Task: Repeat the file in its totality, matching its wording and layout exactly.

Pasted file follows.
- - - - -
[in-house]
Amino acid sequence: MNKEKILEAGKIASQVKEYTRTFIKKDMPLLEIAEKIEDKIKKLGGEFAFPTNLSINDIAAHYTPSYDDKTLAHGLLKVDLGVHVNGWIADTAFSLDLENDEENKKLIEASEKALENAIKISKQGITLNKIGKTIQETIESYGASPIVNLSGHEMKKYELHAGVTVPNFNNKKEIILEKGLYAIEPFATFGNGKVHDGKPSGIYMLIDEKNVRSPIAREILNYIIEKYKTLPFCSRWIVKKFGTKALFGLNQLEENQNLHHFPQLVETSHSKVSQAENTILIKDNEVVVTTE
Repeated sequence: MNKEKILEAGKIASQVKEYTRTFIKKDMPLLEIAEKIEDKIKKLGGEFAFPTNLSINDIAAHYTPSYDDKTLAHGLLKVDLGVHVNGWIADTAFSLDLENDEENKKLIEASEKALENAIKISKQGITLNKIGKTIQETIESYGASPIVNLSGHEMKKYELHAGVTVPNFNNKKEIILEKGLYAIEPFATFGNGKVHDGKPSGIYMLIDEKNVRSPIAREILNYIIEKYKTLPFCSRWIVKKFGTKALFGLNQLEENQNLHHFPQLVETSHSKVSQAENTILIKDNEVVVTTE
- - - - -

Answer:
[in-house]
Amino acid sequence: MNKEKILEAGKIASQVKEYTRTFIKKDMPLLEIAEKIEDKIKKLGGEFAFPTNLSINDIAAHYTPSYDDKTLAHGLLKVDLGVHVNGWIADTAFSLDLENDEENKKLIEASEKALENAIKISKQGITLNKIGKTIQETIESYGASPIVNLSGHEMKKYELHAGVTVPNFNNKKEIILEKGLYAIEPFATFGNGKVHDGKPSGIYMLIDEKNVRSPIAREILNYIIEKYKTLPFCSRWIVKKFGTKALFGLNQLEENQNLHHFPQLVETSHSKVSQAENTILIKDNEVVVTTE
Repeated sequence: MNKEKILEAGKIASQVKEYTRTFIKKDMPLLEIAEKIEDKIKKLGGEFAFPTNLSINDIAAHYTPSYDDKTLAHGLLKVDLGVHVNGWIADTAFSLDLENDEENKKLIEASEKALENAIKISKQGITLNKIGKTIQETIESYGASPIVNLSGHEMKKYELHAGVTVPNFNNKKEIILEKGLYAIEPFATFGNGKVHDGKPSGIYMLIDEKNVRSPIAREILNYIIEKYKTLPFCSRWIVKKFGTKALFGLNQLEENQNLHHFPQLVETSHSKVSQAENTILIKDNEVVVTTE